Liquidity risk includes the likelihood that an investor does not have enough cash to sustain spending, even though total assets are sufficient to do so. A portfolio with little or no income has a high degree of liquidity risk, especially from the standpoint of investors interested in spending power. The importance of liquidity cannot be overstated, especially with the new modes of investing. The increasing use of illiquid, non-traditional assets adds further strains on cash resources because private equity capital calls can increase as exit opportunities dry up. This strain on cash resources is further compounded as hedge funds throw up “gates” to limit withdrawals right when investors need cash most. Given the popularity of these types of investments, it is surprising how little attention is paid to liquidity. This is probably because most investors simply assume that they can always sell stocks or bonds to meet cash needs. This thinking could be tactically unsound. A core tenant of investing in illiquid and/or higher risk assets is that in the long run, they will offer higher returns. Of course, for investors to realize the ultimate benefit of the long-term math, they must have the ability to hold their positions long-term. If positions must be sold in the short run to cover cash needs, they would not be held long enough for the mathematical averages to ultimately play out. The following simplified example demonstrates this principal.
|PORTFOLIO A||PORTFOLIO B|
|With Dividends||Without Dividends|
|Equity market declines 50% during year 1||($50)||($50)|
|Dividend Income In Year 1||$3||$0|
|Spending Rate - 5% of beginning value||($5)||($5)|
|Ending Value - Year 1||$48||$45|
|Equity market doubles in year 2||$48||$45|
|Dividend Income In Year 2||$3||$0|
|Spending Rate - 5% of beginning value||($2)||($2)|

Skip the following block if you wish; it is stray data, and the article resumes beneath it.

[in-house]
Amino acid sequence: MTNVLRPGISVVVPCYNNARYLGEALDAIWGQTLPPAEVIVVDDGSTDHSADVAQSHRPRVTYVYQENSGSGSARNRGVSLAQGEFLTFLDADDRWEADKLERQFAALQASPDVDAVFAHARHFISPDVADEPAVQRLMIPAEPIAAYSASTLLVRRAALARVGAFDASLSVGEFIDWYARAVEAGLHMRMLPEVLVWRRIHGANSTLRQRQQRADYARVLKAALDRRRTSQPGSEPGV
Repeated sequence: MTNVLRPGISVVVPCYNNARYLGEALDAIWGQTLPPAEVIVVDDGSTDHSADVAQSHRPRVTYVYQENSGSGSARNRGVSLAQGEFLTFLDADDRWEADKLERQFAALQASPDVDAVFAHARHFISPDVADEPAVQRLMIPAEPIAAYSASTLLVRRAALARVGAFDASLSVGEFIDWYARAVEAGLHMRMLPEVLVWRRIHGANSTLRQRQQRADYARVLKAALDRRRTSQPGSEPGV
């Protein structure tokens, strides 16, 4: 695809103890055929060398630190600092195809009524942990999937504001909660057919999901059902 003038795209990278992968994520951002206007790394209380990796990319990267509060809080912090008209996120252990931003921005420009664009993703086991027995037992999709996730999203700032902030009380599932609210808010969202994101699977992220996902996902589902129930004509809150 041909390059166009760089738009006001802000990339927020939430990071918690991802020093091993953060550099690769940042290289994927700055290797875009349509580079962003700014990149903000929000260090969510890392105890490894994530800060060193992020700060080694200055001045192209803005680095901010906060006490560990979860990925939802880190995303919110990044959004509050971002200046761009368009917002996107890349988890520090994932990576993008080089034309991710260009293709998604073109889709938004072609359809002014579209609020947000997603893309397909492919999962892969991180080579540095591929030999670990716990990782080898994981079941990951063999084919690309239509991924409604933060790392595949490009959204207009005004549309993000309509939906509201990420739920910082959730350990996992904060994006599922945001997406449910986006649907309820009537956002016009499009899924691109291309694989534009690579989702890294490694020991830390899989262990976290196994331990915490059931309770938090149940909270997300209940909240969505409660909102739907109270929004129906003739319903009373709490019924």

|Ending Value - Year 2||$97||$88|
|1. Spending is 5% of beginning value, paid at year end|
|2. Dividends yield is 3%|
|3. Equity Market declines 50% in year one|
|6. Equity market doubles in year two.|
Because the investor of Portfolio A had dividends to augment her spending needs, she was forced to sell less of her holdings to sustain her lifestyle. The investor of Portfolio B, however, did not have the benefits of dividends and his portfolio ended up 9% less than his companion after two years.
Capitulation – Behavioral Risk:
Recent experience teaches us that losses have been consistently larger and more frequent than the brightest mathematicians or most prestigious advisors have expected, and seemingly impossible events occur with alarming frequency. The 1987 stock market crash was a 20-standard-deviation event, and the odds of the 1998 Russian debt crisis were 20 million to 1. Understandably, many investors found the disparity between their expectations and experience unnerving, and all too often, this disparity led to ill-timed portfolio changes. The fields of psychology and behavioral finance provide some explanation. Research found that people experience the pain of losses more acutely than the pleasure of gains. As such, when investors experience large losses, there is a tendency to capitulate, and once this occurs, temporary losses in value become permanent losses of capital.
Dividend income provides some protection against this inclination. In our March 12, 2014 “Global Dividend Insights”, we explained why global dividend portfolios lowered volatility and offered protection in down markets. To summarize, the dividend yield creates a price floor as investors seeking cash flow flock to stocks with high yield. The lower the stock price drops, the higher the dividend yield becomes (dividend yield = dividend payment in $/stock price), and the more attractive the stock appears to these investors. As shown in the graph below, the rising yield provides an increasing price gap (distance between blue and pink lines) during falling markets as investors seeking cash flow flock to these stocks. This dynamic effectively creates a price floor, an advantage missing in non-dividend paying stocks. A non-dividend paying stock can drop to zero without much support. However, as stock prices approach zero on a dividend-paying stock, its yield would increase dramatically – a deal too good to pass up. This concept is illustrated in the following graph; where the dividend yield (green line) increases from 4 percent to 12 percent as the stock price (blue line) drops from $60 dollars to $20 dollars.